Darkon: What Role-Playing Games Tell Us About Real Life

It is easy to dismiss people who play role-playing games.

Geeks, losers, nerds, they’ve probably been called all these things and more. As William Shatner said on Saturday Night Live to the costumed attendees at a Star Trek Convention, “Get a Life.”

But if you watch the 2006 award-winning feature-length documentary Darkon, you just might get a different idea.

Darkon is “live-action role-playing game” or LARP. That is, real people create and dress-up as characters in a quasi-medieval world. They also fashion back-stories of the origins of these alter-egos that don’t sound much different from religious and biblical legends. Perhaps Moses was found in the bulrushes by an Egyptian princess, but you can be sure that Darkon players have backgrounds no less imaginative.

The Darkon gamers affiliate with other like-minded souls within the game, inventing national groups who strategize about how to enlarge their country’s domain. In order to achieve this, some combination of negotiation and combat between armies is required. The movie Darkon shows just such activities as they are played out by the “Darkon Gaming Club” in Baltimore.

Both men and women, usually in their 20s and 30s, enact a stylized form of combat involving “weapons.” Those instruments of war must be made according to guidelines designed to insure the safety of the soldiers, but the rules permit imaginary “injury” to be inflicted and one side or the other to triumph.

Enormous amounts of energy and time go into the realization of this fantasy world. Public parks, forest preserves, and school grounds are claimed as the battle-ground upon which occur many of the negotiations and all of the wars.

One player, a stay-at-home dad named Skip, doubtless speaks for a good many of the Darkon enthusiasts, when he talks about feeling “…born out of time… I feel like I have some great destiny and I have just to find it.” Clearly, Skip looks for that destiny, in part, within the game. You may think that such people are troubled as you read this on the computer screen, but Skip comes across as an earnest, intelligent, thoughtful, and principled man within the film itself.

The central figures of the documentary include a business executive in the real world who leads the most successful and largest group of Darkonians, a former stripper who is a single working mother, a college student who works part-time as a barista, a buyer in a fabric store, an assembly line worker, and many individuals who find their real lives boring and anonymous. They make no mark and live lives outside of the game that recall Thoreau’s comment on “quiet desperation.”

For some, including the most successful player within and outside the game, this role-playing world appears to serve a therapeutic function: “Playing (my character) helped me become the man I wanted to be in real life.” Opportunities for leadership, negotiation, and political as well as combat strategy transferred to the streets, offices, and board rooms of everyday existence, building his self-confidence and changing him even when the costume came off.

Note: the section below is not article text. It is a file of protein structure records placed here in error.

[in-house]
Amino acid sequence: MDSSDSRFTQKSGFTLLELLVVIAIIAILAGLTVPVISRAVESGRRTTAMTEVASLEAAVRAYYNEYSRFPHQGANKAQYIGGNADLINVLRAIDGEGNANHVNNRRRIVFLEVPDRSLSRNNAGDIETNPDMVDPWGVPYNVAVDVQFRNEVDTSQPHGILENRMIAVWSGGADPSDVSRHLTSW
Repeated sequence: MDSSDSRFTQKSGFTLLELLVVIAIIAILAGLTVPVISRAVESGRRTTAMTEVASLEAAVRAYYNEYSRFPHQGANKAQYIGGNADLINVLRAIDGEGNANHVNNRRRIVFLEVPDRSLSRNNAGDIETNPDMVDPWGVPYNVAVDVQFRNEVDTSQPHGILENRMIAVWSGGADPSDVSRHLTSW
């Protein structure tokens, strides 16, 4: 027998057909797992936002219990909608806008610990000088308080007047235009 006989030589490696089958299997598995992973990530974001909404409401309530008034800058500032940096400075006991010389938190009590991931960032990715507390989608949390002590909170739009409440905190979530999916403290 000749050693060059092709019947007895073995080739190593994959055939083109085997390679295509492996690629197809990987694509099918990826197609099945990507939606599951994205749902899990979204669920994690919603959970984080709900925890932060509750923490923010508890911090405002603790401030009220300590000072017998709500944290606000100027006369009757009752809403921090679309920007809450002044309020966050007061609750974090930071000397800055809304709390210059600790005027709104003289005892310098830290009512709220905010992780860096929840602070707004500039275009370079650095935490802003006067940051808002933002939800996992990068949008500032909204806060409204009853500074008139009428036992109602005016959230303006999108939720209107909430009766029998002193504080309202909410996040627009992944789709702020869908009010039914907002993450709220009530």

Meanwhile, others struggle with marginalization both within and without the game, but live in the hope of, quite literally, “reinventing” their characters and taking a more commanding and successful role. Some recognize the need to develop social skills in order to have real-life success. But, one suspects, that others not featured in the movie get caught up in the escapism that any such exercise might provide. They never grow out of the game.

As I watched this documentary I couldn’t help but think of the changes that industrialization and urbanization brought to workers during the period known as “The Industrial Revolution.” People went from being independent solo-practitioners working for themselves as tailors, blacksmiths, farmers, and weavers, to employees of others in larger and larger enterprises. The phrase used to describe what they became was “wages slaves,” clearly no longer free and independent.

Perhaps then, the Darkonians are only looking for what most of humanity has lost in a world of big machines, buildings, computers, and cities: some sense of individuality and uniqueness.

Or, like the ancient Greeks of Homer’s day, maybe they seek honor and glory. Honor in that pre-literate day tended to come in the form of goods, precious metal, slaves, concubines, and the like; in other words, mostly material things or things that could be counted or displayed or used. Sort of like today, perhaps you are saying to yourself. In our world, honor is conferred by status and very similar material things – the size of your house, the amount of money in your bank account, a trophy spouse, the car or cars you drive, a gorgeous vacation home, etc.

Glory (the Greek word kleos) was another matter. What might glory have consisted of in a world in which the idea of heaven had not yet been invented? It took the form of a reputation or fame that continued beyond death. And, since there was no written word, you and your accomplishments had to be sufficiently great to generate discussion, song, and story once you were gone. This was usually achieved by being a great hero or warrior. In war, then, one could hope to grasp both of these things: the honor that came with sacking cities and accumulating wealth, slaves, and sexual partners; and the glory of a reputation for fearlessness, strength, and tenacity that would transcend your death.

In other words, a lot like what the Darkon players hope for inside and outside the universe of the game.

Earnest Becker, the sociologist and Pulitzer Prize winning author of The Denial of Death (a book esteemed by Bill Clinton, by the way) talked about each man’s hero-project: the attempt to distinguish himself from other men. It is an effort that Becker thought was motivated by our fear of death and a desire for a kind of symbolic immortality via achievement. Or, perhaps, a self-delusion made possible through accomplishing important feats, thus allowing oneself to deny the inevitable demise of all living things, including one’s own end.

One Darkonian states that the game is “…like watching TV, but you are the hero. If you could watch Brad Pitt or be Brad Pitt, which would you rather do?”